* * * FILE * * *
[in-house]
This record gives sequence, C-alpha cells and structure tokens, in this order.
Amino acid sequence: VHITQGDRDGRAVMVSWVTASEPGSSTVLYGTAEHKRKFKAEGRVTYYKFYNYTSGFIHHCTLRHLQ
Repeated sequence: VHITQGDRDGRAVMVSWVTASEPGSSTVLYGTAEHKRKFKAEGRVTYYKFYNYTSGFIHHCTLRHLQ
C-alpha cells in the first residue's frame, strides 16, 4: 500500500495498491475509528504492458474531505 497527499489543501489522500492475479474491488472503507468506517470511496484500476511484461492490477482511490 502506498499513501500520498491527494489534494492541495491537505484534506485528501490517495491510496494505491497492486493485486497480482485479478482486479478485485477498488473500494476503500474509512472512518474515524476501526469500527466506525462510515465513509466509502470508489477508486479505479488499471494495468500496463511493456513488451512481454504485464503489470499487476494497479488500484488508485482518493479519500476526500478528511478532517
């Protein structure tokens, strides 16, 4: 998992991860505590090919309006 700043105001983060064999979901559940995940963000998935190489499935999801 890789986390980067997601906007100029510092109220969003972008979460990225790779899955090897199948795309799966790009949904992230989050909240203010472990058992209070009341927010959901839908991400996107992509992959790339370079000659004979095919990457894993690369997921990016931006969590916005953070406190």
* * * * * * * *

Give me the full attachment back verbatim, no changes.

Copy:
[in-house]
This record gives sequence, C-alpha cells and structure tokens, in this order.
Amino acid sequence: VHITQGDRDGRAVMVSWVTASEPGSSTVLYGTAEHKRKFKAEGRVTYYKFYNYTSGFIHHCTLRHLQ
Repeated sequence: VHITQGDRDGRAVMVSWVTASEPGSSTVLYGTAEHKRKFKAEGRVTYYKFYNYTSGFIHHCTLRHLQ
C-alpha cells in the first residue's frame, strides 16, 4: 500500500495498491475509528504492458474531505 497527499489543501489522500492475479474491488472503507468506517470511496484500476511484461492490477482511490 502506498499513501500520498491527494489534494492541495491537505484534506485528501490517495491510496494505491497492486493485486497480482485479478482486479478485485477498488473500494476503500474509512472512518474515524476501526469500527466506525462510515465513509466509502470508489477508486479505479488499471494495468500496463511493456513488451512481454504485464503489470499487476494497479488500484488508485482518493479519500476526500478528511478532517
């Protein structure tokens, strides 16, 4: 998992991860505590090919309006 700043105001983060064999979901559940995940963000998935190489499935999801 890789986390980067997601906007100029510092109220969003972008979460990225790779899955090897199948795309799966790009949904992230989050909240203010472990058992209070009341927010959901839908991400996107992509992959790339370079000659004979095919990457894993690369997921990016931006969590916005953070406190």